I’m glad to see the ASAP project getting some traction outside of New York CIty.
In its purest form, ASAP is an attempt to make community college students fit the mold of full time students at traditional campuses. It requires students to take fifteen credits per semester, and it provides a host of wraparound services (including very intensive advising) to keep them on track. It covers the cost of textbooks, and fills in the gap between financial aid and the actual cost of living. In New York City, the students even get MetroCards, which are subway passes, so they don’t need to worry about paying for transportation.
I’ve gazed upon it from afar with a mixture of fascination, envy, and skepticism. CUNY spends about 60 percent more on a per-student basis on ASAP students than on others; lo and behold, a 60 percent spending increase leads to better results! Brookdale’s annual operating budget is a hair over $80 million; if anyone wants to give us another $48 million per year for a decade or so, I bet we could improve our graduation rates, too.
That’s a serious offer. My phone works.
Its champions tout the lower per-graduate cost, which is true; it produces so many more graduates that even with much higher spending, the per-graduate cost is lower. The catch is that colleges aren’t funded per graduate.
Several Ohio community colleges have apparently adopted and adapted versions of ASAP, and the early results are encouraging. They’ve kept the focus on 15 credits per semester and intensive advising; they’ve adapted the subway pass to gas cards, by necessity.
Susan Dynarski and Meghan Oster’s writeup softpedals the fiscal sustainability issue, noting that the Ohio version is supported by foundations with the expectation that colleges will absorb the cost over time. That absorption will require substantial new operating funding (or new donors), the source of which isn’t obvious.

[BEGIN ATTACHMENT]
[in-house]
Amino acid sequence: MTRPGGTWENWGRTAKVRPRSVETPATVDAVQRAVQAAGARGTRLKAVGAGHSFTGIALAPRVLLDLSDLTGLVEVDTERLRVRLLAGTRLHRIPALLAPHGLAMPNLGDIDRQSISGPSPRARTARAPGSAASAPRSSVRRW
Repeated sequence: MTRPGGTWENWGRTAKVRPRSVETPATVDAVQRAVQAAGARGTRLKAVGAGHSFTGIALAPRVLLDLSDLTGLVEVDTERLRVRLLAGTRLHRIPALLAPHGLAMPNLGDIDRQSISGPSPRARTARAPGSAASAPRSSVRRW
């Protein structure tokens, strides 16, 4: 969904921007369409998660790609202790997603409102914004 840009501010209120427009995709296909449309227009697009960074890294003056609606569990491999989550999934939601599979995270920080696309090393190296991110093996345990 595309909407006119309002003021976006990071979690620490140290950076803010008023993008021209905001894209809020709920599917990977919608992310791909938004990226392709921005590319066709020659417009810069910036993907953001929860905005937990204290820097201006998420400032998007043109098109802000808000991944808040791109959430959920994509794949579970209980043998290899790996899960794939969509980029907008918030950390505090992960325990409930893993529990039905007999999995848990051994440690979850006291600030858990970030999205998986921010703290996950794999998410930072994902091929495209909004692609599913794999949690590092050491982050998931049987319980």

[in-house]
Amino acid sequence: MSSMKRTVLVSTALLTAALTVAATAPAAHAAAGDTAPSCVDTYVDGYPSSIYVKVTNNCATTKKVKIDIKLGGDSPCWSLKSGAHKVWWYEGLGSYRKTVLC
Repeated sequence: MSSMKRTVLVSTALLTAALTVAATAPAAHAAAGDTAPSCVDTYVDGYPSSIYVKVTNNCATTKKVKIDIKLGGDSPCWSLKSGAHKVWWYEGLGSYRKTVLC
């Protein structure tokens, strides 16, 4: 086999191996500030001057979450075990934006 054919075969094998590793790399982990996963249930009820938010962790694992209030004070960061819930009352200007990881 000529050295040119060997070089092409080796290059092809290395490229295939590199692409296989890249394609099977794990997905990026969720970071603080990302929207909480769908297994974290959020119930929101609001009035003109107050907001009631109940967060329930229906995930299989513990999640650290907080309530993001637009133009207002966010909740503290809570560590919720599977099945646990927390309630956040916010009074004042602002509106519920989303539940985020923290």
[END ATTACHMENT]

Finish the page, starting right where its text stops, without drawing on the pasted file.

It also treads lightly on the question of who can participate. Guttman CC, the home of ASAP, can skim the students from CUNY whose lives allow them to attend full-time. When you have a population base the size of New York City, even a smallish segment can be pretty big. But at most places, the cohort that could do ASAP (if it were available) would be a smallish subset of the student population. I’d love to know how the model co-exists with a larger population of part-time students on the same campus.
Still, caveats noted, I’m glad to see that the basic concept is portable. It’s aspirational in the best sense.
A couple of weeks ago, The Wife discovered Curly online. He’s a sweet but troubled shelter dog whose shelter time is running out. Her heart broke when she saw his video, so we drove up to Patterson, NY, to see if we could foster him.
As it turned out, his needs were greater than we could accommodate. He needs an experienced foster who can provide a lot of structure. We brought our dog, Sally, with us, to see how he’d do with another dog. He did better when Sally was in the room than when she wasn’t. She wasn’t afraid, and she sat contentedly while we petted her. He imitated her and let us pet him. He just needs structure and, ideally, a canine role model.
If you’re within driving distance of Patterson, NY (near the Connecticut line), and you know how to foster a delicate dog, please take a look at Curly. He’ll win you over.
As a parent, you sometimes do things you would never do otherwise.
This weekend, I’m going with TW and The Girl to see a live, musical production of “Elf,” based on the Will Ferrell movie.
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